chromosome X

The X chromosome represents approximately 5% of the total DNA in cells.

  • Human females have two copies of this chromosome whereas human males have one copy of chromosome X and one copy of chromosome Y. To compensate the higher gene dose of the two X chromosomes, early in embryonic development in females, the most genes of one copy of the X chromosomes are inactivated in somatic cells (cells other than egg and sperm cells).
  • About 10% of all hereditary diseases are documented for the X chromosome. Additionally a lot of genes of chromosome X are only expressed in the brain. A mutation in one of these genes often causes mental defects.

Summary:

Gene examples of chromosome X:

  • sex chromosome
  • about 155.000.000 base pairs
  • about 1336 genes

 

The genes OPN1LW and OPN1MW encodes long-wavelength- and middle-wavelength-sensitive photopigments in the cones (specialized cells for the detection of light and color) of the retina (a light-sensitive tissue that lines the back of the eye). Mutations in these genes cause colour vision deficiency.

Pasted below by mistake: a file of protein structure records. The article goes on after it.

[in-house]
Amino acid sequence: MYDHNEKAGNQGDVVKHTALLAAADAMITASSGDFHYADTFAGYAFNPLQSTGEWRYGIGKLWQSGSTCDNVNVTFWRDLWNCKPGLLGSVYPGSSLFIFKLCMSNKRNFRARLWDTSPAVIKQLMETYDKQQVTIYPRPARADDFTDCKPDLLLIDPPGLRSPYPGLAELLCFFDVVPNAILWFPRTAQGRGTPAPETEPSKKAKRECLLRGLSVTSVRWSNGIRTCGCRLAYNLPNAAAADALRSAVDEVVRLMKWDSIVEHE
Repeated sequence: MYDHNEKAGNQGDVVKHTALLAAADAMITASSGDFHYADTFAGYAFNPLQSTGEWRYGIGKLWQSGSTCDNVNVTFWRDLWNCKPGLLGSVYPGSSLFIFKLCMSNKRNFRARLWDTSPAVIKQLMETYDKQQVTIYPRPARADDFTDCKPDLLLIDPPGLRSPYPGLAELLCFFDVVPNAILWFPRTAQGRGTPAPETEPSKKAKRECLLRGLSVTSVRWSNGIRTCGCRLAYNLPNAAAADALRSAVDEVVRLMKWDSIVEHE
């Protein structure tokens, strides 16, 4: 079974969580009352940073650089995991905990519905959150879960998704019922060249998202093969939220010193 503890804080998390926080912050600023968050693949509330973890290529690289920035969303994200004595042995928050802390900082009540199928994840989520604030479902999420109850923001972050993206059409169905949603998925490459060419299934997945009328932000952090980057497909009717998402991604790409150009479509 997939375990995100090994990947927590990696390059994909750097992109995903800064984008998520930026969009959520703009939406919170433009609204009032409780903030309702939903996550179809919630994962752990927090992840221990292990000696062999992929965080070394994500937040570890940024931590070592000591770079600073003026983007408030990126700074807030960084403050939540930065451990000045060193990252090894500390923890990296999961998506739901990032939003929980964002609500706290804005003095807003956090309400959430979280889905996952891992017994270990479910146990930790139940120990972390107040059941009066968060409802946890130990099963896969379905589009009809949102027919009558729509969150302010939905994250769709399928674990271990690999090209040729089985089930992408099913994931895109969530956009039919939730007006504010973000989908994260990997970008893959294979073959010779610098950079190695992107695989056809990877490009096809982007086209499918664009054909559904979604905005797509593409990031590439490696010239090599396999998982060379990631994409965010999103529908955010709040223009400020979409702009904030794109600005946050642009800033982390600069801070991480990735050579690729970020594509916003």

The F8 gene carries instructions for the coagulation factor VIII, which is required for normal blood clotting. Defects in this gene results in hemophilia A (blood clots can't form properly in response to injury, leading to excessive bleeding).

chromosome overview (scaled down):
overview chromosome X
Legend:
adenine (A)
thymine (T)
guanine (G)
cytosine (C)
not yet determined (N)
Legend:
adenine (A)
thymine (T)
guanine (G)
cytosine (C)
not yet determined (N)
Legend:
adenine (A)
thymine (T)
guanine (G)
cytosine (C)
not yet determined (N)
Legend:
adenine (A)
thymine (T)
guanine (G)
cytosine (C)
not yet determined (N)